Marks & Spencer leaps on speculation of $12bn bid
Marks & Spencer Group Plc (MKS), the U.K.'s largest clothing retailer, rose the most in almost four years in London trading on speculation that the Qatar Investment Authority is considering an 8 billion-pound ($12 billion) offer.
The shares advanced as much as 9.4 percent to 407.4 pence, the steepest intraday gain since March 31, 2009. They were up 7.5 percent as of 10:26 a.m., paring gains after a person close to the sovereign wealth fund said it wasn't considering a bid. Customers enter and exit a Marks & Spencer Group Plc store in Chester. Photographer: Paul Thomas/Bloomberg
QIA has approached banks and private equity houses, including CVC Capital Partners, to assemble a group to make a move on the Londonbased retailer, the Sunday Times reported yesterday, citing senior sources in London's financial district. No approach has yet been made, the newspaper said.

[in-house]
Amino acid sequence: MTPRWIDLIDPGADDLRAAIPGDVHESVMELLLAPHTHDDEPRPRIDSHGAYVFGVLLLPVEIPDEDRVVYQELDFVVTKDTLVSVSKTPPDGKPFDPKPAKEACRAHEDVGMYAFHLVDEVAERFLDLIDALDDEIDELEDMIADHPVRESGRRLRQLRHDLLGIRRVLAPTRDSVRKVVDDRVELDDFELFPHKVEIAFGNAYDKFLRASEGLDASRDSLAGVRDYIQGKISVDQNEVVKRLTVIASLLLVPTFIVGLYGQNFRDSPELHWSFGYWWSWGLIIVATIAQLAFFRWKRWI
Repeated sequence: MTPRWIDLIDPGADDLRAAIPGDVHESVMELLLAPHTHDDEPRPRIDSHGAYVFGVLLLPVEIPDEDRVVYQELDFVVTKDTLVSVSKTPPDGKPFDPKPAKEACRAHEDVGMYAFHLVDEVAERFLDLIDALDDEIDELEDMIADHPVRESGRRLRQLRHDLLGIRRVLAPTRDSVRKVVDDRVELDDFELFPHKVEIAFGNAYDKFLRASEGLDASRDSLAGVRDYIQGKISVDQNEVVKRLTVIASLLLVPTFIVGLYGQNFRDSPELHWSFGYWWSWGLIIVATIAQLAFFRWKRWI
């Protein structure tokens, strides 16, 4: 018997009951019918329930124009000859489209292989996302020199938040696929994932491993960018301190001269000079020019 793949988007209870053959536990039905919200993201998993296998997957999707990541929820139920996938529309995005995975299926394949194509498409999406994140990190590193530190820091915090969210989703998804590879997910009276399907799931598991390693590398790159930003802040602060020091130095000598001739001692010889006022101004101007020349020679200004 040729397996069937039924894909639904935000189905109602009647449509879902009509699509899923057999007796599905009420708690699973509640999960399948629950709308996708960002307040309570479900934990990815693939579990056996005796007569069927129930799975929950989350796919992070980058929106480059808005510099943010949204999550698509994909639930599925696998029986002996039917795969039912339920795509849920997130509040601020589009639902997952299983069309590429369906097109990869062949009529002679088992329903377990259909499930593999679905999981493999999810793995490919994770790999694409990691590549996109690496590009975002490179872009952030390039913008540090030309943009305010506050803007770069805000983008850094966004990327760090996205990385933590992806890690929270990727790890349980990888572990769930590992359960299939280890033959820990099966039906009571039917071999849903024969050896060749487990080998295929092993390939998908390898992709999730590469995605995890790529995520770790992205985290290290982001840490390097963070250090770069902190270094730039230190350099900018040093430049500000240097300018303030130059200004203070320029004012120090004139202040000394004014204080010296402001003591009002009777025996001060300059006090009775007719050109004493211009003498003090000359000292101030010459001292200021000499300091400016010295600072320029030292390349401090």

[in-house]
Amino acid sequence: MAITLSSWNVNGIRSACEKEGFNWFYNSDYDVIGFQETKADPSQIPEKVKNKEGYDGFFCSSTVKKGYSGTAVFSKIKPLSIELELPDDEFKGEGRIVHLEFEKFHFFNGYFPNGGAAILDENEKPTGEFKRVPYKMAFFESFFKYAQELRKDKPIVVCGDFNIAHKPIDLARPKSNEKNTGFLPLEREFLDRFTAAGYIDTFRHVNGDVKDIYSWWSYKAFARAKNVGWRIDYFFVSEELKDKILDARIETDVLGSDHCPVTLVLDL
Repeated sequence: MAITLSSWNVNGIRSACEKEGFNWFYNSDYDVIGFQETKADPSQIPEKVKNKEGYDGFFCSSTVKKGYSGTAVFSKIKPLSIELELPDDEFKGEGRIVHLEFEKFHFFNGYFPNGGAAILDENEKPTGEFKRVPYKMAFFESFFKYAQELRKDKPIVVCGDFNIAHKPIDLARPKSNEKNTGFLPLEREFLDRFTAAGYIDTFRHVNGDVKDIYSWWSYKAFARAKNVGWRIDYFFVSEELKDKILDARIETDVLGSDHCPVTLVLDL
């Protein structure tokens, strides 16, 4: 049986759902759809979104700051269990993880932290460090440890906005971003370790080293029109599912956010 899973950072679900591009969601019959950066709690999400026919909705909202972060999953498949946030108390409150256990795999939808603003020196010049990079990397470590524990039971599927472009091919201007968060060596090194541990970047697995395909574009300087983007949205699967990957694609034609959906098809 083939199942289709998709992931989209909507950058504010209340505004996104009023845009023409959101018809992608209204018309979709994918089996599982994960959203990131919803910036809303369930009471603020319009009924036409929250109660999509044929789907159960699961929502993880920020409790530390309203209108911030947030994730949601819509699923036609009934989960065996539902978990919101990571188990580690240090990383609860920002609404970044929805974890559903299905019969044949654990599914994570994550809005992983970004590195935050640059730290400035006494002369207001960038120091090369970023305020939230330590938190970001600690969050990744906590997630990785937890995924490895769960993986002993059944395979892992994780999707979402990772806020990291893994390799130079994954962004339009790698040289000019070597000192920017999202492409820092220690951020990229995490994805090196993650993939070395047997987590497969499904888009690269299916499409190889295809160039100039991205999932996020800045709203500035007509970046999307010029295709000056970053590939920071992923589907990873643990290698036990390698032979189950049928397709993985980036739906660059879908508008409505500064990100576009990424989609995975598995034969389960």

Today's share price rise took the stock above billionaire Philip Green's 400 pence-ashare takeover attempt in 2004. Marks & Spencer in January reported a decline in quarterly clothing sales as Chief Executive Officer Marc Bolland struggles to win shoppers almost three years after succeeding Stuart Rose.
"It is an understandable time for any suitors to consider an approach for M&S because in all likelihood if the U.K. clothing performance does improve and cash flows through in due course then the share price should be much higher anyhow," Clive Black, an analyst at Shore Capital, said in a note.
A purchase would add to Qatar's U.K. retail investments that include a 26 percent stake in J Sainsbury Plc, (SBRY) the U.K.'s third-largest supermarket chain. The Gulf country also bought luxury department-store Harrods for 1.5 billion pounds in 2010.
The speculation regarding Marks & Spencer may increase "bid noise" on Sainsbury, Andrew Gwynn, an analyst at Exane BNP Paribas said in a note, though the food retailer's pension fund deficit "is a major stumbling block."
A buyer of Marks & Spencer could sell property, cut costs and reduce capital spending, according to Exane BNP Paribas. Espirito Santo analysts estimate that about 65 percent of the retailer's 21 million square feet (1.95 million square meters) of selling space is freehold and that its real estate could be worth as much as 8 billion pounds.